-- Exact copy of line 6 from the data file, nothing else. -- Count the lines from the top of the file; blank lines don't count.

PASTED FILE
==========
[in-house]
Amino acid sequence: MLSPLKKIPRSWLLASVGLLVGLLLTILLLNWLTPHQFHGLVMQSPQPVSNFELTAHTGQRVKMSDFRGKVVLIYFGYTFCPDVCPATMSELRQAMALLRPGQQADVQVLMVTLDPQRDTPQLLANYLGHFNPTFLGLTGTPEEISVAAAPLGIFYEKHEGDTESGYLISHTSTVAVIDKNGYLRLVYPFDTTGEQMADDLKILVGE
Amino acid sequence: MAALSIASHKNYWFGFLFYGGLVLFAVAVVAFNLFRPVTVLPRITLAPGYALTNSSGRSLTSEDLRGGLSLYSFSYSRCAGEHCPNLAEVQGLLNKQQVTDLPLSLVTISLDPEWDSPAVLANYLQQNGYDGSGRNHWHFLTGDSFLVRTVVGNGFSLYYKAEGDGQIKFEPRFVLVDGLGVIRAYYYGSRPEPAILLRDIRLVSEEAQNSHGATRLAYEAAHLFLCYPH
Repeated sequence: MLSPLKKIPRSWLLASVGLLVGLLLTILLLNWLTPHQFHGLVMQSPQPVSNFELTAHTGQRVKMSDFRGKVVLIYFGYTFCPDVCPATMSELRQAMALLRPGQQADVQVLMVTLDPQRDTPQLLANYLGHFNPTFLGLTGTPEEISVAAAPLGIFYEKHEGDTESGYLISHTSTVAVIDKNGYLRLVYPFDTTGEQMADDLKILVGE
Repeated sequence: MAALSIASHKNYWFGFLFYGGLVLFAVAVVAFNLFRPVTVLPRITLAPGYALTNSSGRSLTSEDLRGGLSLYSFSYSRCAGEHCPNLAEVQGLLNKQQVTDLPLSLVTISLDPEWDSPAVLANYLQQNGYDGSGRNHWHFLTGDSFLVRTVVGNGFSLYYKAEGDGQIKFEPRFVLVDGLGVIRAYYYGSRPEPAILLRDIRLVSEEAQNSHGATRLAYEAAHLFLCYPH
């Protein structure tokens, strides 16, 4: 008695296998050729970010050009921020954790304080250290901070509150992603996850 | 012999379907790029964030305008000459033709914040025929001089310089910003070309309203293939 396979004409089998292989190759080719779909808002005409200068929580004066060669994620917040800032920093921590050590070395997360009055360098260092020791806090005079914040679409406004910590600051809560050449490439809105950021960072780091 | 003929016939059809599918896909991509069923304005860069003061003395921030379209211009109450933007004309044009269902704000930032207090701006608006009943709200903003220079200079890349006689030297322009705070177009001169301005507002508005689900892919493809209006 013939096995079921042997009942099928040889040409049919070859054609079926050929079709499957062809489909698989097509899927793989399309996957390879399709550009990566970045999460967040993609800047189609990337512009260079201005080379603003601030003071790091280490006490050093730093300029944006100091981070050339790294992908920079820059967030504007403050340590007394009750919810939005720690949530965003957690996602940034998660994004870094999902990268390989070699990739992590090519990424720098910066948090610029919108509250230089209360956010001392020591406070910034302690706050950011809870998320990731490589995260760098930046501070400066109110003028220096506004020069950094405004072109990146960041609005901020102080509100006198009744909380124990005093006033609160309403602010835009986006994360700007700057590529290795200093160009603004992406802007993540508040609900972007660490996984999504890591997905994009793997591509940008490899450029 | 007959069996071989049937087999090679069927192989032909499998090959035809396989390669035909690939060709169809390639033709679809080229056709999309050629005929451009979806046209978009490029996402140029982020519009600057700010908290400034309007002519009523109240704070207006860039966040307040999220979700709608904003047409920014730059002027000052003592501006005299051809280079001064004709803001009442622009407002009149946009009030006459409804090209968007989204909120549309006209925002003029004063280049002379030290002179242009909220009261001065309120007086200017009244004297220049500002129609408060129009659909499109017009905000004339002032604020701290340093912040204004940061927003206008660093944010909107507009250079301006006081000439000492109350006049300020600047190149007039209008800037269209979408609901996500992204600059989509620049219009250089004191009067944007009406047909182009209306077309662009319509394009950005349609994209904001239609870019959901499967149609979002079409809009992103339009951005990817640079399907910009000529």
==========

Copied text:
């Protein structure tokens, strides 16, 4: 008695296998050729970010050009921020954790304080250290901070509150992603996850 | 012999379907790029964030305008000459033709914040025929001089310089910003070309309203293939 396979004409089998292989190759080719779909808002005409200068929580004066060669994620917040800032920093921590050590070395997360009055360098260092020791806090005079914040679409406004910590600051809560050449490439809105950021960072780091 | 003929016939059809599918896909991509069923304005860069003061003395921030379209211009109450933007004309044009269902704000930032207090701006608006009943709200903003220079200079890349006689030297322009705070177009001169301005507002508005689900892919493809209006 013939096995079921042997009942099928040889040409049919070859054609079926050929079709499957062809489909698989097509899927793989399309996957390879399709550009990566970045999460967040993609800047189609990337512009260079201005080379603003601030003071790091280490006490050093730093300029944006100091981070050339790294992908920079820059967030504007403050340590007394009750919810939005720690949530965003957690996602940034998660994004870094999902990268390989070699990739992590090519990424720098910066948090610029919108509250230089209360956010001392020591406070910034302690706050950011809870998320990731490589995260760098930046501070400066109110003028220096506004020069950094405004072109990146960041609005901020102080509100006198009744909380124990005093006033609160309403602010835009986006994360700007700057590529290795200093160009603004992406802007993540508040609900972007660490996984999504890591997905994009793997591509940008490899450029 | 007959069996071989049937087999090679069927192989032909499998090959035809396989390669035909690939060709169809390639033709679809080229056709999309050629005929451009979806046209978009490029996402140029982020519009600057700010908290400034309007002519009523109240704070207006860039966040307040999220979700709608904003047409920014730059002027000052003592501006005299051809280079001064004709803001009442622009407002009149946009009030006459409804090209968007989204909120549309006209925002003029004063280049002379030290002179242009909220009261001065309120007086200017009244004297220049500002129609408060129009659909499109017009905000004339002032604020701290340093912040204004940061927003206008660093944010909107507009250079301006006081000439000492109350006049300020600047190149007039209008800037269209979408609901996500992204600059989509620049219009250089004191009067944007009406047909182009209306077309662009319509394009950005349609994209904001239609870019959901499967149609979002079409809009992103339009951005990817640079399907910009000529």